By CHRIS STANTON
Over the weekend, I found myself compelled to watch Netflix’s latest original content, Cary Fukunaga’s Beasts of No Nation. Acquired in a groundbreaking distribution deal this summer, Beasts is a bold choice for the service’s first piece of feature-length content. It tells the terrifying — yet all too relevant — story of a child rebel soldier named Agu (Ghanaian actor Abraham Attah, in a brilliant debut) in a nameless African country, brought up under the brainwashing tutelage of his Commandant (Idris Elba). While I didn’t expect light viewing, Fukunaga is entirely merciless in his depiction of Agu’s harsh realities. The imagery is inescapable and unrelenting; the kind of stuff that keeps people up at night.
Once the film ended, I registered it as an important work that I would never want to watch again, and hurriedly washed it down with my (approximate) 50th viewing of I Love You, Man. An embarrassingly bro-y film, for sure, but one of the few I have saved to my computer and could watch over and over again. The juxtaposition of viewing it after Beasts brought to my mind the question: What about a movie makes it rewatchable?
“Individual preference” is an easy and mostly accurate response, but it dismisses the broader cultural importance of Hollywood to America, and also ignores why certain movies resonate with large audiences. Some films take on lives as cultural landmarks, and they become as fun to view for their iconic moments as they are for any intrinsic value. The “horse head in the bed” scene from The Godfather doesn’t shock viewers these days, but rather gives them a sense of watching something historically significant occur firsthand. If factors as immeasurable as iconography can help a film hold up under repeat viewings, then the question of what constitutes rewatchability becomes much more complex.
In an effort to quantify this intangible, the folks over at FiveThirtyEight — a site that tries, but often fails, at producing a more legitimate form of clickbait — polled almost 5,000 Americans on their five “most rewatchable films.” It’s a horribly imperfect method, not least because it indirectly restricts the survey to Hollywood movies. Yet the results also illuminate actual trends that agree with common sense and, likely, with your own viewing patterns.
For one, American audiences love to rewatch epics. It shouldn’t come as a surprise that Star Wars, Lord of the Rings and Wizard of Oz each ranked in the top 10, as geeks (myself included) love to have viewing parties of the first two, and the latter is one of the earliest “classics” still viewed by general audiences today. In support of my earlier statement about iconic films, It’s a Wonderful Life, Casablanca and Gone With the Wind (a.k.a. four hours of racism) all ranked highly, as did gangster epics like Godfather and Goodfellas. The only other notable trend was strong support for romantic classics like Pretty Woman and The Notebook. But what do these broad (and dubiously determined) data points trickle down to say about what films individuals find rewatchable?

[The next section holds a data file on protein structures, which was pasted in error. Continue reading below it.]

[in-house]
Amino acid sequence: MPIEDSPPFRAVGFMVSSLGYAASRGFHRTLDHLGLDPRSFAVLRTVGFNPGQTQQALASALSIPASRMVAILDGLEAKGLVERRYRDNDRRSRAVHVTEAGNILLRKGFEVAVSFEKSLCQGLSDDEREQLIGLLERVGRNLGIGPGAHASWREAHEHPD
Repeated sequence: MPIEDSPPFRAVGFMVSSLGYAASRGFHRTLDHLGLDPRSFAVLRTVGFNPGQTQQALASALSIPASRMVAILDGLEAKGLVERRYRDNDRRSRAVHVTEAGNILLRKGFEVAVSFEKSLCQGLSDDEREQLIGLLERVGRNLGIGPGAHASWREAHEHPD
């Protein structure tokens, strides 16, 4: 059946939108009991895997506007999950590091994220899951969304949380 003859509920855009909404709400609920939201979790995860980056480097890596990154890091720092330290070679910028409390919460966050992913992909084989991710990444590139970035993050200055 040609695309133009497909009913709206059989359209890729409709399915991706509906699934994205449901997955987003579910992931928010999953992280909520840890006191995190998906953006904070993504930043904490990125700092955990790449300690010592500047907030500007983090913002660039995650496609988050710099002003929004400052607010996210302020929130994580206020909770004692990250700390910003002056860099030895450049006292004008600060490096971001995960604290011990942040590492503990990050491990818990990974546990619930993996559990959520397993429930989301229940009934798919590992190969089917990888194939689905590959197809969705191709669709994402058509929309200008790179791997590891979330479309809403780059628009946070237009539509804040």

In Hollywood’s early days, movies were thought of as mere escapism, a cheap means of avoiding reality for an hour and a half. This helped create a longstanding conception of movies as a “lower” art form than literature, and later gave way to the binary of “serious” versus “blockbuster” fare. Even now that they’re a respected art form, movies often do act as escapism, and it makes sense that audiences would find joy in repeatedly viewing fantasy epics where good trumps evil. Films like Beasts of No Nation force us to confront realities we’d rather ignore, so we gravitate toward works that either empathize with our own problems or help us to forget them. We find comfort in the relatable and reprieve in fantasy.
Pretenses of statistics aside, my own discussions with friends on this topic have consistently divided rewatchable films into the vague categories of the fantastical and the relatable. In the former, people often mention movies with twist endings, the feature-length mind fucks that leave you feeling incompetent after the first viewing. In the best examples — Usual Suspects comes to mind — repeat viewings allow you to pick up on foreshadows, knowing full well what’s behind the curtain at the end. And if we use the term “fantastical” loosely, it opens up the conversation to non-relatable films that simply have aesthetics, characters or dialogue that age well with familiarity. In this way, rewatching movies like Trainspotting or Pulp Fiction feels a bit like a reunion, even though they take place in their own insulated worlds.
While surveys and conversations can be helpful in trying to understand trends, I’d argue that the movies people most often rewatch of their own volition are associated with nostalgia or emotional resonance. These can be universal (anyone who went to high school can relate to Breakfast Club) or specific, but I’ve found the most rewatchable films preserve a specific time or feeling in a way no other art form can.